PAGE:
If you enlarge the covers, you’ll see that cartoonists appearing in each issue are named.  You’ll also notice how many of them are New Yorker contributors (such as Garrett Price, Michael Berry, Frank Beaven, Howard Baer, E. Simms Campbell, Eldon Dedini, and Sam Cobean).  A source (okay, it’s Bob Mankoff, Esquire’s cartoon editor) informed me that Esquire has a complete digital archive of all its cartoons — I’m hoping to get my hands on it one of these days in order to share even more cross-over information. Speaking of Sam Cobean, there was one Cobean Esquire cover included in Mr. Bernard’s collection:

Here’s Barbara Shermund’s entry on the Spill’s A-Z (and Mr. Cobean’s as well):





Barbara Shermund (self portrait, above) Born, San Francisco. 1899. Studied at The California School of Fine Arts. Died, 1978, New Jersey. New Yorker work: June 13, 1925 thru September 16, 1944. 8 covers and 599 cartoons. Shermund’s later post-New Yorker work was featured in Esquire. (See Liza Donnelly’s book, Funny Ladies — a history of The New Yorker’s women cartoonists — for more on Shermund’s life and work)

Sam Cobean (pictured above. Source: Sam Cobean’s World. See link to site below) Born, December 28, 1913, Gettysburgh, Penn. Died, July 2, 1951, Watkins Glen, New York. NYer work: 1944 -1951. Collections: Cobean’s Naked Eye (Harper Bros.,1950), the Cartoons of Cobean (Harper & Bros.,1952). Cobean’s Estate set up a terrific website in his honor. It includes a lengthy biography, with photographs, as well as a detailed listing of all Cobean’s published work. Website: Sam Cobean’s World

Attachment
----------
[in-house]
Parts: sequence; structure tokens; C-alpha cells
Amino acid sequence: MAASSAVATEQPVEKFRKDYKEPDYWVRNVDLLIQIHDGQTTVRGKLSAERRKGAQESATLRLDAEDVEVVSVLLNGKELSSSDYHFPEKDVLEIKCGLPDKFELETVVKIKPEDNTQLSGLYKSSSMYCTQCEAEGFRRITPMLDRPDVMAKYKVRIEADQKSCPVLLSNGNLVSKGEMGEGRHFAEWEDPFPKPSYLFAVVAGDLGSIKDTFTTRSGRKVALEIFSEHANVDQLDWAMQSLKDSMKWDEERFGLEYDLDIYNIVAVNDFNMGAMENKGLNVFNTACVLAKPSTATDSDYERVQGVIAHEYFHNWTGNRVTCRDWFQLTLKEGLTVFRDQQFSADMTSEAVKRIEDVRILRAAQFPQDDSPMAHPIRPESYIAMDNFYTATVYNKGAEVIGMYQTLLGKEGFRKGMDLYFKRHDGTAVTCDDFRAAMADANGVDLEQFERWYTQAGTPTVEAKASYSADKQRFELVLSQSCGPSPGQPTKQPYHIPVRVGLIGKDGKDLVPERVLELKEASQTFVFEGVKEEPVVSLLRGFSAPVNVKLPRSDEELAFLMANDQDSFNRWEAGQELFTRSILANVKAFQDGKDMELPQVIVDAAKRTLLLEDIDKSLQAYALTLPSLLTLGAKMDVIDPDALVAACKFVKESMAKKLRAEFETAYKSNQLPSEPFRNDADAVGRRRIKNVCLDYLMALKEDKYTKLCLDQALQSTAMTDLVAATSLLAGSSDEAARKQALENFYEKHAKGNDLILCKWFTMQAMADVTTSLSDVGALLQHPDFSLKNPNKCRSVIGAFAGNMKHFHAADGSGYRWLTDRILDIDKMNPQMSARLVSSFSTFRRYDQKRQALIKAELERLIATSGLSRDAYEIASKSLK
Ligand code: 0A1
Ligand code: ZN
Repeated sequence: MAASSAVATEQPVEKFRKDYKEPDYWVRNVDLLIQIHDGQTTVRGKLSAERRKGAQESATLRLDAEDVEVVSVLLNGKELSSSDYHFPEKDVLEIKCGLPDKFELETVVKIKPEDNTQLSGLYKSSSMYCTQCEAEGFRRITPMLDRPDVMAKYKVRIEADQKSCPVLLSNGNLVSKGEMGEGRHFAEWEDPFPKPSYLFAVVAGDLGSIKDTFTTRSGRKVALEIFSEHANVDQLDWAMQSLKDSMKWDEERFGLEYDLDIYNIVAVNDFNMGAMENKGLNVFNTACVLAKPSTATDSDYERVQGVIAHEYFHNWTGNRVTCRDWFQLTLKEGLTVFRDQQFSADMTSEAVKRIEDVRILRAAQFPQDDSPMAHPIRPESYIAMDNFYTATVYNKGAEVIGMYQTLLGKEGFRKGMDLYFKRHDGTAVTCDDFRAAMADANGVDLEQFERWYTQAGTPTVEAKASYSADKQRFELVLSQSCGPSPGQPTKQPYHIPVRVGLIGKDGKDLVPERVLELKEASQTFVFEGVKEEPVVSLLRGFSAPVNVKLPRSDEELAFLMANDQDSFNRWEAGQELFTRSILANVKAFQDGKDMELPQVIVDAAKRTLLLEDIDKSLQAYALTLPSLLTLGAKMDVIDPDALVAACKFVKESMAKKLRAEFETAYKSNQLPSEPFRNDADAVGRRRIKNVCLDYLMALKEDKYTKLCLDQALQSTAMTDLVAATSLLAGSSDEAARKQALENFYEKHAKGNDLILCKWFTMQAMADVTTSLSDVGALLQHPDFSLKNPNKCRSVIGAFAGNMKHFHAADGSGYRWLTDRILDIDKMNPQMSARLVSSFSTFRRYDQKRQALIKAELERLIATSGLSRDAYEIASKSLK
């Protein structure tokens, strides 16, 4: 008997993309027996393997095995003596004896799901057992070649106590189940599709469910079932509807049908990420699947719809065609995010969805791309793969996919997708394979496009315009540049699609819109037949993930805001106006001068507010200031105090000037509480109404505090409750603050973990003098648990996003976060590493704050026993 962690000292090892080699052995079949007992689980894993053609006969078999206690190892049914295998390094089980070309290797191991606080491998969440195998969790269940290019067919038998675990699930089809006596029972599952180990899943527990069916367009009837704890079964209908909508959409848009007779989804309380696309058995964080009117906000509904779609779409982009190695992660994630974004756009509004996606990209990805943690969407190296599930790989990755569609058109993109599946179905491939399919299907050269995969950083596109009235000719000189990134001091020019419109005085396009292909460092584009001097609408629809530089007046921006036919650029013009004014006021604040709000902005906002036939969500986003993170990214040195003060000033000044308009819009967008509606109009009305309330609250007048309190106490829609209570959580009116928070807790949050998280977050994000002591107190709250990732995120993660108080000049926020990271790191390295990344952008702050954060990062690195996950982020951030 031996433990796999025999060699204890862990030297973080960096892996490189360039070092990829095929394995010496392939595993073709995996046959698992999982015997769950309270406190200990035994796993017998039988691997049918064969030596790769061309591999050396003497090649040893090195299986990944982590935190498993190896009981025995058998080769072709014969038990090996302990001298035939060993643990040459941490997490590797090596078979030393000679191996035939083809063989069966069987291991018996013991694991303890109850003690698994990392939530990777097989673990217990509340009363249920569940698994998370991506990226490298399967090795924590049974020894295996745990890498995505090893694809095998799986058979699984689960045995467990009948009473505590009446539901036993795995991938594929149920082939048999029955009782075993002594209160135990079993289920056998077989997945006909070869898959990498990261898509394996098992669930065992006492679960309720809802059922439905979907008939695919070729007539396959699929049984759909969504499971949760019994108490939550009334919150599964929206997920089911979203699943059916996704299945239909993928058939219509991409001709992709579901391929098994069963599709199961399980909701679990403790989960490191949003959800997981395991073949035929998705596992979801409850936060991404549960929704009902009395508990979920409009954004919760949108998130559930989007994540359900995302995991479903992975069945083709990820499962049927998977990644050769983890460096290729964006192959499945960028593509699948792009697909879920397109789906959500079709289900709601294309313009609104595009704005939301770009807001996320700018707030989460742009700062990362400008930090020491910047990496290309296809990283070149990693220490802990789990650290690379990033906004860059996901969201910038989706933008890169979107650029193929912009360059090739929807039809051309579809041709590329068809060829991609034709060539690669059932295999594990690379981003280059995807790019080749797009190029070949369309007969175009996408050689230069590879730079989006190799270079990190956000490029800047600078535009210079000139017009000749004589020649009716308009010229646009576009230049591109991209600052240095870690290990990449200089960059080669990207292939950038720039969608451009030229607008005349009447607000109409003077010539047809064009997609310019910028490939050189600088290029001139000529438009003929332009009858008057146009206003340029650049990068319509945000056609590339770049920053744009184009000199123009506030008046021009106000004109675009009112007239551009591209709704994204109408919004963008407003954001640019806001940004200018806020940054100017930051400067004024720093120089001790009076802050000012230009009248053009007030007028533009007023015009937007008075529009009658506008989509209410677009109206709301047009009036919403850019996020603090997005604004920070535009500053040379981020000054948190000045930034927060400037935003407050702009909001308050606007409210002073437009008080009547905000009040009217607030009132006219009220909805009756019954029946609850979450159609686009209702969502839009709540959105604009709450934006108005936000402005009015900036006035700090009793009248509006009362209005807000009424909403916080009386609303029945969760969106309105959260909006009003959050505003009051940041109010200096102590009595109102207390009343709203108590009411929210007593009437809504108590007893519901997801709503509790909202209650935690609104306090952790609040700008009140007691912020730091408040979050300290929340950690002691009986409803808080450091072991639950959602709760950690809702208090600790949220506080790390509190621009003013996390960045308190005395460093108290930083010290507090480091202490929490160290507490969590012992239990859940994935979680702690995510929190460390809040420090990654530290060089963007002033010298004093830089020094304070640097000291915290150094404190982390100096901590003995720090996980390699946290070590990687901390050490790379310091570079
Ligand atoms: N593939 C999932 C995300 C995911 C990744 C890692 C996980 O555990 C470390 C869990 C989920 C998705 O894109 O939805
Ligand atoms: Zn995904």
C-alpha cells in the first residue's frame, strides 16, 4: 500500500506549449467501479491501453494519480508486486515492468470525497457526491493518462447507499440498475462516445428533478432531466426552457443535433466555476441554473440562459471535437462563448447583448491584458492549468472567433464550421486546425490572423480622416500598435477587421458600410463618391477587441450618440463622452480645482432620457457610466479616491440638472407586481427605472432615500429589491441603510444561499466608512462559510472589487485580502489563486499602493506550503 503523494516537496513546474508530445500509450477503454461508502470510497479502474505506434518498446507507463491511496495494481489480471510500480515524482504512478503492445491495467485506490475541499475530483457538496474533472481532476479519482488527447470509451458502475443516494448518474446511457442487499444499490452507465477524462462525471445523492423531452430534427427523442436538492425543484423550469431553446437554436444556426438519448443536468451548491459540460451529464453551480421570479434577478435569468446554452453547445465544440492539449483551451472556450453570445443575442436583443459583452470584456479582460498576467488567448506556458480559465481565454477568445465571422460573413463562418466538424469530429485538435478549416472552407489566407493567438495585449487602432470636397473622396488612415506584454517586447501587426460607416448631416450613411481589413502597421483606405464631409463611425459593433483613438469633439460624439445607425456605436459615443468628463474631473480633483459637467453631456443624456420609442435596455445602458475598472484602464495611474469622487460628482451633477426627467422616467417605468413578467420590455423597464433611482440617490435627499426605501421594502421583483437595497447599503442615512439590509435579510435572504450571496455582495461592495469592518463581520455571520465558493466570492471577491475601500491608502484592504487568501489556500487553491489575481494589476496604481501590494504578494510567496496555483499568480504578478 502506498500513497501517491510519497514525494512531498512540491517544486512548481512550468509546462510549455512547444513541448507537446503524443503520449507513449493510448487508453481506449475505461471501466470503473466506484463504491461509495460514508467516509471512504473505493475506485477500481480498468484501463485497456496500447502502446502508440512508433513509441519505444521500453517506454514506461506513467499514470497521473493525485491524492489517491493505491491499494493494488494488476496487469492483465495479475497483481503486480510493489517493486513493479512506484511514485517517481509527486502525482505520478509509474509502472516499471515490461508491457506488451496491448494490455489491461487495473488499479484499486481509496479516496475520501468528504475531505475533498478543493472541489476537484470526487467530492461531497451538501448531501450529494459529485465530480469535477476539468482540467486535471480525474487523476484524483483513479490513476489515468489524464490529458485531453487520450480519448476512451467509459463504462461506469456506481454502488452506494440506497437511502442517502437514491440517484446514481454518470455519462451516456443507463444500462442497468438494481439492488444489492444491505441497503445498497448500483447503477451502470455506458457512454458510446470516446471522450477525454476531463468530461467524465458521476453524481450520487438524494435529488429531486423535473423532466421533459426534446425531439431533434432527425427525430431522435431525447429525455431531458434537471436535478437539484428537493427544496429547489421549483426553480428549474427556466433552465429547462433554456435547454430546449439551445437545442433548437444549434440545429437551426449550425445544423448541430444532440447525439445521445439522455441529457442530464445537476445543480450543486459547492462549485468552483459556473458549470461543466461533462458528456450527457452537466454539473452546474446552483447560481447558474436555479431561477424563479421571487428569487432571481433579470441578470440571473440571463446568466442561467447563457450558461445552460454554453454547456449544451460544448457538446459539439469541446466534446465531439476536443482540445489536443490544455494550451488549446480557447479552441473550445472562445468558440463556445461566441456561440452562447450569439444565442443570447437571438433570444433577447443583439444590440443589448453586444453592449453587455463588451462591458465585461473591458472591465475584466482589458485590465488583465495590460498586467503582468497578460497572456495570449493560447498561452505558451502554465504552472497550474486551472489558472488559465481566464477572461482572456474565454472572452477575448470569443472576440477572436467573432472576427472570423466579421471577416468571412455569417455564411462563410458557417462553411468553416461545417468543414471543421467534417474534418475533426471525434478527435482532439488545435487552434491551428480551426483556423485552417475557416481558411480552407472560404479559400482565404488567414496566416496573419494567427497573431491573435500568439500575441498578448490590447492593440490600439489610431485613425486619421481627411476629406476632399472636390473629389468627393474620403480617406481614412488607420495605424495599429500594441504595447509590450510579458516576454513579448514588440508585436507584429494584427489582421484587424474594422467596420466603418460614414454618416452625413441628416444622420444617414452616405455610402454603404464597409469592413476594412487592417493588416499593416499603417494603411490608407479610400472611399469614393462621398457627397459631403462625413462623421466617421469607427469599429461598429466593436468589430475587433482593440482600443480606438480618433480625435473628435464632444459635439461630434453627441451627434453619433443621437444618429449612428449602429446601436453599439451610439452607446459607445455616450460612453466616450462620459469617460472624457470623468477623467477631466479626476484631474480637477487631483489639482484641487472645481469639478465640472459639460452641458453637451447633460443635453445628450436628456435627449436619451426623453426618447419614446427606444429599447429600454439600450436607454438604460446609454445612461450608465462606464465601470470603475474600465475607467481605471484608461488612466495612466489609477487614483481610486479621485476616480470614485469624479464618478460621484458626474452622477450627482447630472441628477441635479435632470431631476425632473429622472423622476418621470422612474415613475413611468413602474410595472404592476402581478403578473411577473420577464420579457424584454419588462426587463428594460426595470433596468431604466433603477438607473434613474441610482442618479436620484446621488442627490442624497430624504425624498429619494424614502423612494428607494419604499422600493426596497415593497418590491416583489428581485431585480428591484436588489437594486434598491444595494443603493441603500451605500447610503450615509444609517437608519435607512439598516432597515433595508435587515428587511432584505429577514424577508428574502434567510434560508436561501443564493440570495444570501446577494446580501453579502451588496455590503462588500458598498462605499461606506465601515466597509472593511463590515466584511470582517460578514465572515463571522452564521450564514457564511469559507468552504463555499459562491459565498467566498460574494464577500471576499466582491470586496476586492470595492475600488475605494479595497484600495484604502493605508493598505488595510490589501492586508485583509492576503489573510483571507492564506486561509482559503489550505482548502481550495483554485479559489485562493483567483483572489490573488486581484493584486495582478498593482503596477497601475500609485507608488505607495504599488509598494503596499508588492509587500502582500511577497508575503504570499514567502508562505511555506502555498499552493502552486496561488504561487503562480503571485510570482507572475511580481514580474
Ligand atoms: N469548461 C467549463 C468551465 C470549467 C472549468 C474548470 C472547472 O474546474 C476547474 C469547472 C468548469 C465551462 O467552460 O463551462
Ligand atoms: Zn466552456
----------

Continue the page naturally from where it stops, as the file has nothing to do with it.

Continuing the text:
Audio: Gil Roth Interviews R.O. Blechman; Mike Lynch Looks Back at Esquire’s Cartoons; A Playboy Cartoon

Gil Roth continues his remarkable  string of cartoonist/illustrator interviews — this week he speaks  with the great R. O. Blechman. One of my all-time favorite Blechman New Yorker covers (and one of my favorite all-time New Yorker covers, period) is shown to the left. (photo credit: Gil Roth)

Listen to the podcast here. 

Link here to Mr. Blechman’s website


With Esquire suddenly in the cartoon conversation, Mike Lynch takes a look at some of the work and cartoonists that appeared there in days of yore.  Read it here. 





And speaking of magazines that once ran cartoons, Playboy seemingly has recently returned to the fold. Tom Toro posted this cartoon on Instagram, writing,  “My cartoon in the current issue of @playboy”: